An official investigation into the incident supported Stanke’s account.

“I am satisfied that there were no grounds for Mr. Cooper’s complaint of assault with a deadly weapon…. From the statements of numerous witnesses to the affair I conclude that Cooper was entirely in the wrong and was responsible for the fight.” (“Beaten Deputy Resigns,” Los Angeles Times, October 2, 1923)

Archie was charged in a similar incident three years earlier, when he allegedly assaulted a Black man named Arthur Valentine. The charges in that case were dropped after a lengthy court battle. Members of the African American community who lamented that miscarriage of justice saw this incident as divine justice.

“…an unerring judgment on this ferocious Cooper has come to pass and just a few days hence, he pounced upon a white man, and he got all that was coming to him, he got the beating of a lifetime, he got what he gave Valentine and then some, he has lost his job as Deputy Sheriff and truly in fact and in deed retribution for Arthur Valentine was at hand.” (“Retribution,” California Eagle, October 1923)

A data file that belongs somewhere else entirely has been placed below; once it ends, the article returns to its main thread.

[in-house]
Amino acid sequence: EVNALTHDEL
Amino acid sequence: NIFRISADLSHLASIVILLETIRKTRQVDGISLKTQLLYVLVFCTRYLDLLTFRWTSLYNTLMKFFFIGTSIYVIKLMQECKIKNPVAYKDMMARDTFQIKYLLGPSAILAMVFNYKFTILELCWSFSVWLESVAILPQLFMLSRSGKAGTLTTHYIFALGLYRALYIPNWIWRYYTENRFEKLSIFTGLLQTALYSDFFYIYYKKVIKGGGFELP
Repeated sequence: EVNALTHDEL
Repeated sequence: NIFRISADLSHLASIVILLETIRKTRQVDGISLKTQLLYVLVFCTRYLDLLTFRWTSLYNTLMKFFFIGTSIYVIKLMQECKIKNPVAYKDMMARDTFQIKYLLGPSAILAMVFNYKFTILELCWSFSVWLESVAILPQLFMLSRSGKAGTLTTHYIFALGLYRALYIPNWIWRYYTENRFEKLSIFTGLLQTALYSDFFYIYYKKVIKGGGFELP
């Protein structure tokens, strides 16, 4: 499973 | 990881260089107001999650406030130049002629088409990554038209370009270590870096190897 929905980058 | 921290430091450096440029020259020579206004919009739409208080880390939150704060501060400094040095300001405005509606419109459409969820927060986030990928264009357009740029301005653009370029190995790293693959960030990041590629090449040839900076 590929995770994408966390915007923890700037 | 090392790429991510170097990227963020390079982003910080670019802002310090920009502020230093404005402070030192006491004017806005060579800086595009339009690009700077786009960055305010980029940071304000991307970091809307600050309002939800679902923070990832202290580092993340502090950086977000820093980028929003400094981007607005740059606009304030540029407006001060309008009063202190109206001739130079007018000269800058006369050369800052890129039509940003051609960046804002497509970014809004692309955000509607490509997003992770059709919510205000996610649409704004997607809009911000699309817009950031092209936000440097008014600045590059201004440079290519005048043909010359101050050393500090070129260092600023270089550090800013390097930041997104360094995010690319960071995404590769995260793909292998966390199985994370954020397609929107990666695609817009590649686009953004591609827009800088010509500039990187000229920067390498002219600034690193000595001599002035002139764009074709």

Realizing that he couldn’t keep his job, Archie immediately resigned, but protected his dignity by claiming that “the pressure of his business caused this action.” He also said that he’d been contemplating this change for a long time, which was probably true, since Cooper’s Camp had grown far beyond the campsite it was intended to be, and now involved the management of rodeos, restaurants, dozens of cabins, and a bathhouse.

However, Archie continued to bully Stanke.

When Stanke returned home from being jailed on Archie’s false charge, Archie had him incarcerated in the General Hospital on a psychiatric hold until a judge released him.

In court, Archie hired the same crooked attorney who’d helped him win the Valentine case, John L. Richardson, and was acquitted of violating State fire laws. Chef Fred Ramirez, on the other hand, was found guilty, but given a suspended sentence. Stanke was found to be sane. It’s unknown if Archie received any punishment for harassing Stanke, or if Tom Mix’s rodeo was canceled.

Signaling the downfall of Cooper’s Camp, Archie’s fight with Stanke was preceded in 1922 by an alimony suit from his estranged wife, Emilie E. Cooper (1891-1977), and followed in 1924 by the failure of his Fourth of July bullfight rodeo. In August 1924, a classified ad sold off the dance pavilion that had been the initial success of the Camp.

THE TOPANGA YACHT HARBOR THAT NEVER WAS